article 10. 7



Prevalence of Gallstone Disease in South-Eastern Nigeria


Ndoma-Egba, R.

Department of Surgery,

University of Calabar Teaching Hospital, Calabar.


Inah, G.

Department of Radiology,

University of Calabar Teaching Hospital, Calabar.


Oyo-Ita, A.

Department of Preventive & Social Medicine,

 University of Calabar Teaching Hospital.


 Etiuma, A.  E.

Department of Surgery,

University of Calabar Teaching Hospital, Calabar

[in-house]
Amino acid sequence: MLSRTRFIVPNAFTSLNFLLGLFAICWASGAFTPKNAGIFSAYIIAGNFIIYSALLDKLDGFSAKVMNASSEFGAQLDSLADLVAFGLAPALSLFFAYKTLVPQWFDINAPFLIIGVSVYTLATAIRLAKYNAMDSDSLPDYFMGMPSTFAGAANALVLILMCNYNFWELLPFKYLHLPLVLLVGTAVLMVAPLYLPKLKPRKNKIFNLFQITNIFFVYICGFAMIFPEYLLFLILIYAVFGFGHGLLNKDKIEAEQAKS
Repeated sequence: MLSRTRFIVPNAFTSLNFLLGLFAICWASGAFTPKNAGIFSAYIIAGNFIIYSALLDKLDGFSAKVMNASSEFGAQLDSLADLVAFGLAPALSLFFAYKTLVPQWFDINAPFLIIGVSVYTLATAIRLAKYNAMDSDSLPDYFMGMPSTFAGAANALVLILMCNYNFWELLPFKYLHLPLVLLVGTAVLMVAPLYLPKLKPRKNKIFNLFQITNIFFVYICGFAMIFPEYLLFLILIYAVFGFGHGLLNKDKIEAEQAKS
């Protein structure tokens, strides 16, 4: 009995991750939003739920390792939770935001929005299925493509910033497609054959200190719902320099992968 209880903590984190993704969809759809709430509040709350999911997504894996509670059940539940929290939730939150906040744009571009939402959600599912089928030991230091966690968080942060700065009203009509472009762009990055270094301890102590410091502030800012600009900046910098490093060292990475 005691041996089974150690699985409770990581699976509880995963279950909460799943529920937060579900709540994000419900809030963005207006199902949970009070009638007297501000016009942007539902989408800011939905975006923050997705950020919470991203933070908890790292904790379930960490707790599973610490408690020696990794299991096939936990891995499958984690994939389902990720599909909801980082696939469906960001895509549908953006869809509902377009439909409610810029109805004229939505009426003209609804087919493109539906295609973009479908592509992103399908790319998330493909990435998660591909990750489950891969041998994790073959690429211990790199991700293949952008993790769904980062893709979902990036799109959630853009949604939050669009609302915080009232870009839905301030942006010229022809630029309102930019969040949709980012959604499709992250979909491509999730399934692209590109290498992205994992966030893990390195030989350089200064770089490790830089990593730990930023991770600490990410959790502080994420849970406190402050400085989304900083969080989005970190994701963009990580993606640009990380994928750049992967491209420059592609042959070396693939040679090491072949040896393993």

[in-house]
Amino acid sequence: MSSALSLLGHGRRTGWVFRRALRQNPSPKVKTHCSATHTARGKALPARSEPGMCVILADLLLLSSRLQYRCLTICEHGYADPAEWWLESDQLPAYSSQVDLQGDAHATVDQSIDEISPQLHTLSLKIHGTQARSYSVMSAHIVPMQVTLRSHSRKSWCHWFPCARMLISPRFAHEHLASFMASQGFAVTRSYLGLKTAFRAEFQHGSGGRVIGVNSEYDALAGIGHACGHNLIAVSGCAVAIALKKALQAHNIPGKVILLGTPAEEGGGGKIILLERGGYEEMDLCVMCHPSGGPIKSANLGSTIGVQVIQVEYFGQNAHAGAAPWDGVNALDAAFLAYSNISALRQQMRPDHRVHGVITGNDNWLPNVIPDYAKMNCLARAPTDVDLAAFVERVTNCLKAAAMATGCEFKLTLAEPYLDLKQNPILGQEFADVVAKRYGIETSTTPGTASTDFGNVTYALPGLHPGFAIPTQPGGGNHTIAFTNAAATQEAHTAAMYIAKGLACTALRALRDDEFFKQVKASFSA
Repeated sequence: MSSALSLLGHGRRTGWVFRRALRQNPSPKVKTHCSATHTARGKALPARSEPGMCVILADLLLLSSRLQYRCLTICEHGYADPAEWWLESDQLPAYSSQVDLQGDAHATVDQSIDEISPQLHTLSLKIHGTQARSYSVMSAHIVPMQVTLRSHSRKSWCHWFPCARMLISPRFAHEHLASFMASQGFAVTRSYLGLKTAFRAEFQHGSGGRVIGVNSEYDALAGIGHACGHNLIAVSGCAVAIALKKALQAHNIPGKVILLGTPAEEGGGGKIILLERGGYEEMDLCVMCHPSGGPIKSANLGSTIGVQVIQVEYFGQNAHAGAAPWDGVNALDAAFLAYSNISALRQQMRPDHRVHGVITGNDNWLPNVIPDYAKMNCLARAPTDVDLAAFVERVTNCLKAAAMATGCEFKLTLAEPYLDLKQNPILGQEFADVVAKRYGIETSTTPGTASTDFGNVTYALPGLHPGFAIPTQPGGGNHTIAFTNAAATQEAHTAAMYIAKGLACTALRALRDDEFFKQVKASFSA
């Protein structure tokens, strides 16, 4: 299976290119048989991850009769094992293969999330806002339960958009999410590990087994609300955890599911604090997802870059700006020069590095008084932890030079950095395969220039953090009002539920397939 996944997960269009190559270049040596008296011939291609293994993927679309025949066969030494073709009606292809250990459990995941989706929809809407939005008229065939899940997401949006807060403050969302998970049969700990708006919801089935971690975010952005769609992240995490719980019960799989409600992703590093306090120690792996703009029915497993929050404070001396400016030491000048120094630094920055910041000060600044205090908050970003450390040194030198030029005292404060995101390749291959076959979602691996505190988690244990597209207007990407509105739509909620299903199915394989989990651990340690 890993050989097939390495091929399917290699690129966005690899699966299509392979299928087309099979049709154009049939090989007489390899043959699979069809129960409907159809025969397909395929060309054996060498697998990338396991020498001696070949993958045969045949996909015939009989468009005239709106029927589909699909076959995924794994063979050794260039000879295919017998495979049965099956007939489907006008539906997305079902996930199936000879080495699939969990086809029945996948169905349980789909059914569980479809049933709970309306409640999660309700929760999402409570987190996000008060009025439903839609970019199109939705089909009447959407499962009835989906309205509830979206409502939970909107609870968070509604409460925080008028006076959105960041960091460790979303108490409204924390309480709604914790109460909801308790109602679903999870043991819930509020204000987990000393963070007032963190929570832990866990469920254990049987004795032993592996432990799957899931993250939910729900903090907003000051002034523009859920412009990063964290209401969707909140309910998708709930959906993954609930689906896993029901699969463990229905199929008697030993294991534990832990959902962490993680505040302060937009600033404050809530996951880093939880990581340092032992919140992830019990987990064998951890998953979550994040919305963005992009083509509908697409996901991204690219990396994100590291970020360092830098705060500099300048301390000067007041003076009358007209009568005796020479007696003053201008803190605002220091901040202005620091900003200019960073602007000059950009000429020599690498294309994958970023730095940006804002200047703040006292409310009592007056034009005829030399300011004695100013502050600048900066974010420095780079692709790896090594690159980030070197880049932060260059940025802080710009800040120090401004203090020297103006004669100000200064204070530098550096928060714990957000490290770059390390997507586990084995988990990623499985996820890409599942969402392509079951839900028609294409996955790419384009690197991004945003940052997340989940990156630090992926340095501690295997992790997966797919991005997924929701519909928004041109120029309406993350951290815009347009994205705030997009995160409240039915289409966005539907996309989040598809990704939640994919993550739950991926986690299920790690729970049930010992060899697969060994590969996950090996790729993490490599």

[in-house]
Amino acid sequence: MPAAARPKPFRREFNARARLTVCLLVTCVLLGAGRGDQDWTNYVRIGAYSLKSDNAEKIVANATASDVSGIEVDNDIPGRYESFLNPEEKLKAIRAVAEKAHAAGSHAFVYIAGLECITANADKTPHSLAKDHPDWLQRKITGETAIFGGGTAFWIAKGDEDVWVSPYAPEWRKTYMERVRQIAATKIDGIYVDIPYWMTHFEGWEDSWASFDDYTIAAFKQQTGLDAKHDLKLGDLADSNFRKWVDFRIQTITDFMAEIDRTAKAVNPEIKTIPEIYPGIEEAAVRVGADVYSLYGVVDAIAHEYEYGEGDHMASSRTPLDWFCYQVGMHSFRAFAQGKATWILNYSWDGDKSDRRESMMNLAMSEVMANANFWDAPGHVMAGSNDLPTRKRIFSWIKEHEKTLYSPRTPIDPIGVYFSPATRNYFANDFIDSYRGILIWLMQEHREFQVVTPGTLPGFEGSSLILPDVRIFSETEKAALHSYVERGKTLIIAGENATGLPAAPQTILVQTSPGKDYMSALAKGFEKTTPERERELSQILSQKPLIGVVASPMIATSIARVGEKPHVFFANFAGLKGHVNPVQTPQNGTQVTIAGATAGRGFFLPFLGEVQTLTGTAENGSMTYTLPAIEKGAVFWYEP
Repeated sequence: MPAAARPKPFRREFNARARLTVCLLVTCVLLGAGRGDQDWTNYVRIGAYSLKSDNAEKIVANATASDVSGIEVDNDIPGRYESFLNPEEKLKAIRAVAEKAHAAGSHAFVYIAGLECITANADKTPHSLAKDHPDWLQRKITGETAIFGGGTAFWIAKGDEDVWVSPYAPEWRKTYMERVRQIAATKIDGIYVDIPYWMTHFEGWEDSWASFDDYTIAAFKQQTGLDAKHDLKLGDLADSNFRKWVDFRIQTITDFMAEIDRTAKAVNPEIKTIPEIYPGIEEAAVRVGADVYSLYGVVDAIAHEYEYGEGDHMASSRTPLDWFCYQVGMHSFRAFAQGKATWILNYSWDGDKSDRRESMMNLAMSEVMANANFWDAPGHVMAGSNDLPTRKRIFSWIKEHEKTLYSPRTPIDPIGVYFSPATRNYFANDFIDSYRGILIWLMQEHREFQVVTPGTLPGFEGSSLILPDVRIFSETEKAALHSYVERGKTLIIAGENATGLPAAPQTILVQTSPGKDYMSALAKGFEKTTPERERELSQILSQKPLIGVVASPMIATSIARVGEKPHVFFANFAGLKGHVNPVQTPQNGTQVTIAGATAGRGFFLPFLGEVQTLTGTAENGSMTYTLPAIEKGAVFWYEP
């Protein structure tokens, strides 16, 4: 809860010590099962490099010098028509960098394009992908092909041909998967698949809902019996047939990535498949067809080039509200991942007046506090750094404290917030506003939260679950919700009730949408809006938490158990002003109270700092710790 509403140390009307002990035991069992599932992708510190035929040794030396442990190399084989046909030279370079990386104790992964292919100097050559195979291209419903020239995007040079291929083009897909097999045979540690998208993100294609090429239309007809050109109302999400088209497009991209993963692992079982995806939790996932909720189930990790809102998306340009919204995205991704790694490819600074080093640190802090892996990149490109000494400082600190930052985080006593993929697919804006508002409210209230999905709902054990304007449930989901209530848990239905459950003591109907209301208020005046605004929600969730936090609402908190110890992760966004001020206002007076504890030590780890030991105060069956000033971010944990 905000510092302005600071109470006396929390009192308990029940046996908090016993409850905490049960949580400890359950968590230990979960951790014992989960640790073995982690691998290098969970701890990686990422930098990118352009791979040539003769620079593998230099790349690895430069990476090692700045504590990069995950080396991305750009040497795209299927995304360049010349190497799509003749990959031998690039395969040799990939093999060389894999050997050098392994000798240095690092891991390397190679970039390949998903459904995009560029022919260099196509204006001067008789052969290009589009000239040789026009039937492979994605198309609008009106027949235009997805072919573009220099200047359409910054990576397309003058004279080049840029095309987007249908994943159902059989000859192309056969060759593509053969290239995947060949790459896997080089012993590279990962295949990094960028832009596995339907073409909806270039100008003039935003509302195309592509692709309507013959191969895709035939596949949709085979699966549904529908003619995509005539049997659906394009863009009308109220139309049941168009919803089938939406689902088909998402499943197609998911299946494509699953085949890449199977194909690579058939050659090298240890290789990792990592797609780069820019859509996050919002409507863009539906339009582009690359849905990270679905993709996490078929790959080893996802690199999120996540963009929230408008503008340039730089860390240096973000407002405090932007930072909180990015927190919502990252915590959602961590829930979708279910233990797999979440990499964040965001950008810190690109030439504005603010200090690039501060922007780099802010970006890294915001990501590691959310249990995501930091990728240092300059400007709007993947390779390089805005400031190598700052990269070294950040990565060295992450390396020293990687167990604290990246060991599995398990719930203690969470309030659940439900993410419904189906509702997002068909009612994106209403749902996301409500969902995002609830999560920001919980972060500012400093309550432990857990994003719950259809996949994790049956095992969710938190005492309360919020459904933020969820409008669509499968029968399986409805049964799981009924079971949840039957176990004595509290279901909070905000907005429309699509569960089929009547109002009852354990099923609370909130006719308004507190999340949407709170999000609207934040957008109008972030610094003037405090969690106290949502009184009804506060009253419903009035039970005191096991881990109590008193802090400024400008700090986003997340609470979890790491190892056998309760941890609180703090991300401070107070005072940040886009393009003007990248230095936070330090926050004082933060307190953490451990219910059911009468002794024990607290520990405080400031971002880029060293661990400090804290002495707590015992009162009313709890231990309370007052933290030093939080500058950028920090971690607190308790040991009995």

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Classically, gallstones are said  to occur in a fat, fertile, flatulent female of fifty!1.  in this prospective study, we found a prevalence rate of 3.3%. the results did not correlate with the body mass index (BMI), weight (Wt) or complexion (Cpx). The mean BMI for those with stones was 24.43 with standard deviation (SD) of 1.97 as against mean BMI of 26.35 and SD of 4.98 for those without. The mean Wt. of those with gallstones was 65.43kg with SD of 9.55 while the mean Wt of those without was 68.01kg with SD of 15.43. regarding “colour”. The Dark complexioned (Dc) were more common constituting 71.4% of affected persons. The fair complexioned (Fc) constituted 28.6%. Patients with tertiary education were the most frequently affected constituting 71.4% and the same group constituted 51% of those randomized. Patients with secondary school level of education constituted 33.14% of those randomized and 28.43% found with gallstones. In the studied sample, t6he female to male ratio in those affected was 6.1. the females also dominated the sample population to the tune of 84%. In relation to occupation, the highest incidence was amongst civil servants who made up 43% of those affected. Surprisingly, the unemployed came second making up 28.5% and the professionals were 14.28% of those affected. These results confirm a rising incidence of cholelithiasis in our population when compared with previous studies (0.007% the sixties and 1.79% in 2002. it also clearly demonstrates a different epidemiological profile from that classically described amongst the Caucasians.


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